In the reference configuration examined in section 4, we simultaneously tuned L and in order to obtain optimal results. Here, we examine the sensitivity to L in more detail by running through a range of L values from 250 to 2000 km in 250-km increments. For each test, we determine the optimal as a function of level for fixed values of L. The resulting error profiles, relative to the reference configuration errors (shown in Figs. 5 and 6), are provided in Figs. 12a and 13a. (Recall that the reference values for L and β vary with height in the manner given by Fig. 3). The results indicate that L = 500 and 750 km are outliers in the upper levels, suggesting that at least 1000 km is necessary to accurately model this region. As expected from the reference configuration results, errors at higher layers improve as length increases, while in the lower layers, errors increase as the length increases. The vertically averaged errors in Fig. 14a show a minimum RNMSE at 1000 km. A comparison of the reference configuration (RNMSE = 0.303) and the results with constant L = 1000 km (RNMSE = 0.317) shows that using the simpler fixed-length approach results in only a 5.6% increase in the total error. Therefore, tuning of L might not be that critical, as long as it is above a given threshold value. However, we note below that the optimal L value does depend on the size of the vertical halo zhalo, so one needs to take care in the approach to tuning.

Fig. 12.
Fig. 12.

Sensitivity to LETLM parameters with respect to the reference configuration [Eq. (11)]; positive values of error show degradation, and negative values show improvement over the reference configuration. Plotted are globally averaged vertical RNMSE profiles for (a) localization scale L, (b) vertical localization scale zhalo, (c) pseudocutoff parameter β, and (d) the ensemble size nens.

Citation: Monthly Weather Review 146, 7; 10.1175/MWR-D-17-0315.1

Fig. 13.
Fig. 13.

As in Fig. 12, but for the bottom 30 model layers.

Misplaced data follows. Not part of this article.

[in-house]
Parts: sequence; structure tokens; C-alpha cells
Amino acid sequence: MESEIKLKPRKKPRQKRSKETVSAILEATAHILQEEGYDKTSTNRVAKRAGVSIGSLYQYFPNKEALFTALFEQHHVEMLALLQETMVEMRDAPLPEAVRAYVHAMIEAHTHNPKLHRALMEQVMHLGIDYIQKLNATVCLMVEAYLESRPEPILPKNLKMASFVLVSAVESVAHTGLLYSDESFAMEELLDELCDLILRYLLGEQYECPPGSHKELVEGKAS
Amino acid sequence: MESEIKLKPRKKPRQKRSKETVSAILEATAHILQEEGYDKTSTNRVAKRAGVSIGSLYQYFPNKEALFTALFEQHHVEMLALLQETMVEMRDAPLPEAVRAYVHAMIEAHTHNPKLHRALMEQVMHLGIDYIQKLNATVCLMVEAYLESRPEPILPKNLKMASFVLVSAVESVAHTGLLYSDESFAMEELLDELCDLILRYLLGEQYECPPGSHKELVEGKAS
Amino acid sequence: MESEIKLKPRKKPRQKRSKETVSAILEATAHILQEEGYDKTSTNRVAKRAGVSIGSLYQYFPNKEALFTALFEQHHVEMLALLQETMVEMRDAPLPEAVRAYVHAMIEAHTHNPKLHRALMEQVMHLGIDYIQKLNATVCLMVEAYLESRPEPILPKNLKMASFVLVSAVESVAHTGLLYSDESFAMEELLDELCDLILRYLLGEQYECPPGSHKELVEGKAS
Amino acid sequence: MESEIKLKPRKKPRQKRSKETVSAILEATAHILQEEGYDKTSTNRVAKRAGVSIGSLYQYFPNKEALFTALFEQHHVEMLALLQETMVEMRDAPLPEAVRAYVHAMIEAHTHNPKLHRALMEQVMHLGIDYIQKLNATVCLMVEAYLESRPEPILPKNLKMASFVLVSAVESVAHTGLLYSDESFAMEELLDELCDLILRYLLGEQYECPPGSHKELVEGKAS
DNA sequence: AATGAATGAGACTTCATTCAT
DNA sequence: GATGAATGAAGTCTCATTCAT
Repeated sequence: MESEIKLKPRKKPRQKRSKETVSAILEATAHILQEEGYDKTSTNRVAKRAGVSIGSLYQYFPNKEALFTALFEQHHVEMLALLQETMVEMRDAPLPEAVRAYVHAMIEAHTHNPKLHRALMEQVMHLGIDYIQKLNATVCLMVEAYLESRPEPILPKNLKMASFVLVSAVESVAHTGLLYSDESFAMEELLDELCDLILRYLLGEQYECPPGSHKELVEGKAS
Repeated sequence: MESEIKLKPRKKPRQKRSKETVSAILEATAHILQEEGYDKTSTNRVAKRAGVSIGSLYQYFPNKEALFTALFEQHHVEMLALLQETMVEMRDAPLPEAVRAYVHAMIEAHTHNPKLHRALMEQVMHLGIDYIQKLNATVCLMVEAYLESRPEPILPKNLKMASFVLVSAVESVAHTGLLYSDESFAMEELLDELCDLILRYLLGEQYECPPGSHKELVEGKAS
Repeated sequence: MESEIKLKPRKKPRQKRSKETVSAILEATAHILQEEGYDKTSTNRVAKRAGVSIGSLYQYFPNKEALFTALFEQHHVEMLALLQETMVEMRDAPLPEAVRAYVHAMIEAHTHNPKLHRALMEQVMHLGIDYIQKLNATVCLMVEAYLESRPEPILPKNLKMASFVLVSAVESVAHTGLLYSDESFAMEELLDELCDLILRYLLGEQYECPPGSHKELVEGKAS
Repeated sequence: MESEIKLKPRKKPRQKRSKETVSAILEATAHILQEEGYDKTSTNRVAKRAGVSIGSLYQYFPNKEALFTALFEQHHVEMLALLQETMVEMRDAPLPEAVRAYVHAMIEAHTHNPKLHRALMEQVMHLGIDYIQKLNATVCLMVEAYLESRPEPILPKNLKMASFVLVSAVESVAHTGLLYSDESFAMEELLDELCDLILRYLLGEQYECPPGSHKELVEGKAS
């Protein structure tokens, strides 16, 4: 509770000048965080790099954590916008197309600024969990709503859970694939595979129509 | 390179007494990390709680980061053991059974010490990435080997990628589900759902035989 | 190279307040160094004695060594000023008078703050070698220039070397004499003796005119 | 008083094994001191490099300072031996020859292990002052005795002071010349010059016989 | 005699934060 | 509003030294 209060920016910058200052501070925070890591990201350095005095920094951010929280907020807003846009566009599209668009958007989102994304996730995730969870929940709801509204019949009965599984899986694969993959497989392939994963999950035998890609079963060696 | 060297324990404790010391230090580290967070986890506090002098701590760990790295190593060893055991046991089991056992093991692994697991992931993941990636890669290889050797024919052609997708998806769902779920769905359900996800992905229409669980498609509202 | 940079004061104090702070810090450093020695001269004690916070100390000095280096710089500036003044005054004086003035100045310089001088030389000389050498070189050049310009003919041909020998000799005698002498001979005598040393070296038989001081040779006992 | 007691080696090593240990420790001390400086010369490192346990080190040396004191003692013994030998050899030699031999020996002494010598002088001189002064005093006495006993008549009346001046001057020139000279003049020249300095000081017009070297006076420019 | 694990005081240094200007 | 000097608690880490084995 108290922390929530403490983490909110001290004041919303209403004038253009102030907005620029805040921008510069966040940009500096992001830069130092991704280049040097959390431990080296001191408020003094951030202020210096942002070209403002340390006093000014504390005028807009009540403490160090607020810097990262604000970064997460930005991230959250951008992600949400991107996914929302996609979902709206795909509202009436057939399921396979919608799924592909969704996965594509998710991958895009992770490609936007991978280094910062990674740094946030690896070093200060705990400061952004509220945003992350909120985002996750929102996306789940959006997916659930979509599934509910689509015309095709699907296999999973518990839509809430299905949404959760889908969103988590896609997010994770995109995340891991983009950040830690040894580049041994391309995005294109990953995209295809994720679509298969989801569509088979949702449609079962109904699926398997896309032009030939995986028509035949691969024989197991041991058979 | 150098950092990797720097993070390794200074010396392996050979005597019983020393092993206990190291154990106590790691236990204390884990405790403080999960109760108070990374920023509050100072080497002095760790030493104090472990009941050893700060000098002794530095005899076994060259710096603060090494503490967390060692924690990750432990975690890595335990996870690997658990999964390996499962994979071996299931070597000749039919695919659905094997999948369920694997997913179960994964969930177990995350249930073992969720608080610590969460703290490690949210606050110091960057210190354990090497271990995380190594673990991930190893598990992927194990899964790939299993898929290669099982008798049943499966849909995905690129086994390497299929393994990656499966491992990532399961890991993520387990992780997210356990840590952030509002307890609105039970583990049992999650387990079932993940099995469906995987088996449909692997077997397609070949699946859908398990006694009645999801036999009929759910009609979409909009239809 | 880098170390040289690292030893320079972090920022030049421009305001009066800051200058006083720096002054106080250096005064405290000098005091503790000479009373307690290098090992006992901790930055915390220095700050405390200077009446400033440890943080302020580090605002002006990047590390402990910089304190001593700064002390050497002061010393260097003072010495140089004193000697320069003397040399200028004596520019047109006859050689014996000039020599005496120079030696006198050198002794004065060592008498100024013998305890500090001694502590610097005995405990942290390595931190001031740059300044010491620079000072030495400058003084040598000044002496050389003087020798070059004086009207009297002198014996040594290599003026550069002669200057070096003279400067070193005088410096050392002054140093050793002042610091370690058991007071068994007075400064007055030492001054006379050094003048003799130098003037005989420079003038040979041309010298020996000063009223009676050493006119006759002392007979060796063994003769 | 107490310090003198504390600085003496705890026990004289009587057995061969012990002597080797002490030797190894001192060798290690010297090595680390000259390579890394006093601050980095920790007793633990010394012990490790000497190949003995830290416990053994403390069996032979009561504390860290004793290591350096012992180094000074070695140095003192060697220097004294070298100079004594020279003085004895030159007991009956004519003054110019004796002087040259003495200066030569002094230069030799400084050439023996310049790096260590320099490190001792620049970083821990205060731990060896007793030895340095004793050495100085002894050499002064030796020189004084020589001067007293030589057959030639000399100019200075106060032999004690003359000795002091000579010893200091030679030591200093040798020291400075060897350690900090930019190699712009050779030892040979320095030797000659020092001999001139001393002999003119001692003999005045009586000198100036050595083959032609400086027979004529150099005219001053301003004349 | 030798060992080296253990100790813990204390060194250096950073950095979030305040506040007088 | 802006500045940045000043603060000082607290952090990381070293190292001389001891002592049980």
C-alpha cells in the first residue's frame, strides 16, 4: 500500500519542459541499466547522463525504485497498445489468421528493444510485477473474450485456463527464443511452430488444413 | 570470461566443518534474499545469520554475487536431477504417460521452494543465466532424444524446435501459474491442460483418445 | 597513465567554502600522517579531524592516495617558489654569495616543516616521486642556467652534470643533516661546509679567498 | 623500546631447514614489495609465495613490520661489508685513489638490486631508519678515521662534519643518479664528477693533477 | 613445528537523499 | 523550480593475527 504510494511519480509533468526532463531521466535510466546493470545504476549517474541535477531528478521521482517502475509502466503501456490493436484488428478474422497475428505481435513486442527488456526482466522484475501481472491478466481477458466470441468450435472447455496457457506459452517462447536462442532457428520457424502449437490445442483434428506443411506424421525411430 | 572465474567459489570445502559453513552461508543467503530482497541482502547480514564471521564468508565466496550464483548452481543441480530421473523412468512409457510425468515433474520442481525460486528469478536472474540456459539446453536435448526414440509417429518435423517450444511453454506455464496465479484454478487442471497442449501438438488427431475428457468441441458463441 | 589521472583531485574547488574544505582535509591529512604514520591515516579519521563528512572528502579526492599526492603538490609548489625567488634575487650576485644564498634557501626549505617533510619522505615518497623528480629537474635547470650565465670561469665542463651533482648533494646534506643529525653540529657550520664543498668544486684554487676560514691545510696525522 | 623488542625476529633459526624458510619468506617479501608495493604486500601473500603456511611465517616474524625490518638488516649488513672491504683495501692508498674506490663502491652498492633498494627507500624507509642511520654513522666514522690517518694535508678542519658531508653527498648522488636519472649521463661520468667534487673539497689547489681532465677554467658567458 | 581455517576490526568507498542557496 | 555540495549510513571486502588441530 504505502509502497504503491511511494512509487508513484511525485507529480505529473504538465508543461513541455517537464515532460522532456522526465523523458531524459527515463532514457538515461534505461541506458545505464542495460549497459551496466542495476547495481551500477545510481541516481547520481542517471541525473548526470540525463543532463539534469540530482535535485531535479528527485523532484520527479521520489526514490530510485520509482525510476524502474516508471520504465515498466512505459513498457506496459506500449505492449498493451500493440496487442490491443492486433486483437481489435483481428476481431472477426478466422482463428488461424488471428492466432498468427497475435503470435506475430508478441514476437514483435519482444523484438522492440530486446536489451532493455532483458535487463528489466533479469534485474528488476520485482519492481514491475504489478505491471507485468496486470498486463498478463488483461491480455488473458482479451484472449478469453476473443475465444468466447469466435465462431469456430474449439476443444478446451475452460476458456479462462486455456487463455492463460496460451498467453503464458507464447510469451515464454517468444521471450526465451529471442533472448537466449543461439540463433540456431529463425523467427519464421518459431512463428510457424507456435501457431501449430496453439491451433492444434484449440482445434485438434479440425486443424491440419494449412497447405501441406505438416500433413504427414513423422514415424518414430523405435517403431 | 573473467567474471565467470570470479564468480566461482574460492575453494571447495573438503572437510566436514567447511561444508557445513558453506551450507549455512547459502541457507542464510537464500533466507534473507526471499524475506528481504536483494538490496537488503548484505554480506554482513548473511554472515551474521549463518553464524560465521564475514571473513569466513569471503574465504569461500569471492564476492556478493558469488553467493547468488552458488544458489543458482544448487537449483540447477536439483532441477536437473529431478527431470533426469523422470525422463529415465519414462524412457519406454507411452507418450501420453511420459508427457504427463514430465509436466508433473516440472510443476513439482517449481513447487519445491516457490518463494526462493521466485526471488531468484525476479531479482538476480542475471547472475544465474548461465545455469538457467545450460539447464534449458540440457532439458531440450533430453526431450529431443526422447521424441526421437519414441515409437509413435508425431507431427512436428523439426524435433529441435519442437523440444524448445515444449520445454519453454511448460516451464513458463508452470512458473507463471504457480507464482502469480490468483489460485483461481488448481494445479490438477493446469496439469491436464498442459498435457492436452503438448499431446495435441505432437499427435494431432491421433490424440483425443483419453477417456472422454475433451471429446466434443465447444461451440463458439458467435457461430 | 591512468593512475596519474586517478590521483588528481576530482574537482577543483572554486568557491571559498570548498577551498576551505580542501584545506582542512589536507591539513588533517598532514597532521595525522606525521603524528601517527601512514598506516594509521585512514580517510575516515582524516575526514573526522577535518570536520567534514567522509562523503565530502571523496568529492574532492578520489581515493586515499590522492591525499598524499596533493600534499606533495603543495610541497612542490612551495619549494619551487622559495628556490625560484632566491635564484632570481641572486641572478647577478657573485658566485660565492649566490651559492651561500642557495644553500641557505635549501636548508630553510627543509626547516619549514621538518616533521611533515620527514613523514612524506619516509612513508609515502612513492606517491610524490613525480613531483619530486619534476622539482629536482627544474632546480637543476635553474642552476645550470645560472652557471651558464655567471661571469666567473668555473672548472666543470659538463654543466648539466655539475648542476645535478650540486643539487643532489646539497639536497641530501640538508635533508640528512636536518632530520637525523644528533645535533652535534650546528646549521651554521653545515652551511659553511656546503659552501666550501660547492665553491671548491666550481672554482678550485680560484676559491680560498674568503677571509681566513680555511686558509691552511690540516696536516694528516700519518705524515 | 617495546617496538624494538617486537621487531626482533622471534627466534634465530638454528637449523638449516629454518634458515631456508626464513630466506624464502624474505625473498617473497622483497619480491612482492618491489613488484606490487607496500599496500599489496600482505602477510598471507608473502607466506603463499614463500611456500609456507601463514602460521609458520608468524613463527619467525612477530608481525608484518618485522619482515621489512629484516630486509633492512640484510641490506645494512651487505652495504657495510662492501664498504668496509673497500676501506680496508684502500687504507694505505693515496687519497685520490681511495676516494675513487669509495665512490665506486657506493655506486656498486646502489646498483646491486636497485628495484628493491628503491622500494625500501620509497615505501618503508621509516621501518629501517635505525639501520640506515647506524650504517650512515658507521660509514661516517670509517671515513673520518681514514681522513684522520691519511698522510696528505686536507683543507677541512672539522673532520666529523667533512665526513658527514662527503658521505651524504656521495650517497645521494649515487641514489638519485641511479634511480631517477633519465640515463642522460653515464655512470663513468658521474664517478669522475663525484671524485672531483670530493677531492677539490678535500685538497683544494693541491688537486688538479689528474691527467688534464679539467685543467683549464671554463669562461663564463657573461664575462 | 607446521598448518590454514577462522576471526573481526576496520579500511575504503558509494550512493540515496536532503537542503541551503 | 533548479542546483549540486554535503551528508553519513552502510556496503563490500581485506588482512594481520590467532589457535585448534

Citation: Monthly Weather Review 146, 7; 10.1175/MWR-D-17-0315.1

Fig. 14.
Fig. 14.

Sensitivity of the globally averaged RNMSE to tuning parameters (a) localization scale L, (b) vertical localization scale zhalo, (c) pseudocutoff parameter β, and (d) the ensemble size nens. Horizontal dotted red line shows the RNMSE score for the NOGAPS TLM, and horizontal dotted black line shows the RNSME score of the reference configuration. The optimal value is indicated by a vertical tick mark.

Citation: Monthly Weather Review 146, 7; 10.1175/MWR-D-17-0315.1

b. Sensitivity to vertical halo

To examine the sensitivity to vertical localization, we varied the number of adjacent levels (above and below) that are allowed to influence the central level. We ran with zhalo values of 0, 2, 4, 6, and 8, corresponding to a vertical localization of no larger than 1, 5, 9, 13, and 17 levels. In each case, we fixed at 1.0, but varied the length from 250 to 2000 km, picking the optimal value of length as a function of vertical level. Errors measured relative to the reference configuration errors are provided in Figs. 12b and 13b. The value of zhalo = 0 is an extremely poor outlier, indicating that some vertical information is needed. For nonzero values, these results show smaller sensitivity to zhalo in the troposphere and lower stratosphere, while in the upper stratosphere and mesosphere, the sensitivity is quite strong (note that the errors for large zhalo are smaller than the reference configuration errors above ~1.0 hPa). This may be related to wider level spacing at higher levels. However, it is also likely that fast-moving vertically propagating resolved gravity waves in the stratosphere and mesosphere require larger vertical layers to capture these features. The optimal lengths (not shown) have generally decreasing values with increasing zhalo. This inverse relationship somewhat constrains the influence volume size, with stretching in the vertical corresponding to shrinking in the horizontal. For example, for the level of 1 hPa, the optimal L was 1750 km for zhalo of 2 and 1250 km for zhalo of 8. This may be expected, since if one fails to capture all the sensitive variables in the vertical, then the LETLM can compensate by using additional variables that are correlated with the excluded variables (e.g., by increasing L). The vertically integrated errors for zhalo (Fig. 12b) show a minimum at zhalo = 6. However, the cost increases with increased zhalo, so there are tradeoffs to be made. For example, although the cost of the LETLM with zhalo = 2 was less than that with zhalo = 4, zhalo = 4 enabled the LETLM to achieve significant overall superiority to the TLM. Presumably, further superiority could have been obtained by letting zhalo = 6, but that would have increased the cost of the LETLM. In the future, we could vary the size of the zhalo vertically to achieve a better compromise between the cost and the accuracy of the LETLM.